Thousands of baby river turtles were released into a protected rainforest of Peru on Sunday.
The release took place in the Amazonian Peruvian Moche River, which stretches from Peru to Bolivia, one of the world’s largest freshwater rivers. Its deepest reaches stretch to the Chilean border.
Hundreds of volunteers and people from government organizations, as well as charity groups, helped to release the babies.
Baby turtles had been found abandoned in plastic bags in several places on the river’s banks, but many were too small to survive in the hostile environment, so the National Forestry Service (Sernaflor) installed more than 200 beehives on June 11 in an effort to help them reach sexual maturity.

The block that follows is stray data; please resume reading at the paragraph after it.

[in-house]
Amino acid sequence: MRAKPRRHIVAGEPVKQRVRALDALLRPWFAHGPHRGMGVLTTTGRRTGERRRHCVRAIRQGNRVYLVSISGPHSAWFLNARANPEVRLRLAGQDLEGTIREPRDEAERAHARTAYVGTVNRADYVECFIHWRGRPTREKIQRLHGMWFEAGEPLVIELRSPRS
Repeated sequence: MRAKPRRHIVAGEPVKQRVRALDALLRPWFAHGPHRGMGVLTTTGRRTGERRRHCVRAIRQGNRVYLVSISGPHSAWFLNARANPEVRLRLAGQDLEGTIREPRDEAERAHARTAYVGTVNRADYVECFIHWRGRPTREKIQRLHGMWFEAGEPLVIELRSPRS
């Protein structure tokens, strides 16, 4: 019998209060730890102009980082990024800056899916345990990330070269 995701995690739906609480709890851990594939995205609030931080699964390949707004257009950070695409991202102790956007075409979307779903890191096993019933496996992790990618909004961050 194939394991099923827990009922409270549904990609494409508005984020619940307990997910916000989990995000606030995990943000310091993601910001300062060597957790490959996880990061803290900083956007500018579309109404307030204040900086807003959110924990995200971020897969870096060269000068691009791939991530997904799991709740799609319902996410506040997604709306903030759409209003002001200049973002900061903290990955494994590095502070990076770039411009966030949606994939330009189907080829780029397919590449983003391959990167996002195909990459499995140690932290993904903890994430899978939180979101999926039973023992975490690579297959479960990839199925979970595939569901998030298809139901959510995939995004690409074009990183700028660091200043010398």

In July, Sernaflor released 123 baby turtles in the area, and on Sunday, the focus turned to releasing many more of the babies.
The “bareback breeding network” was formed by Sernaflor, the association Zozu, and the Stichting Galit in June and currently releases around 100 babies every month.
More information on this program can be found on the Sernaflor website.
Echo of Ecumenical News Service/Voice of the Faithful /Sky News
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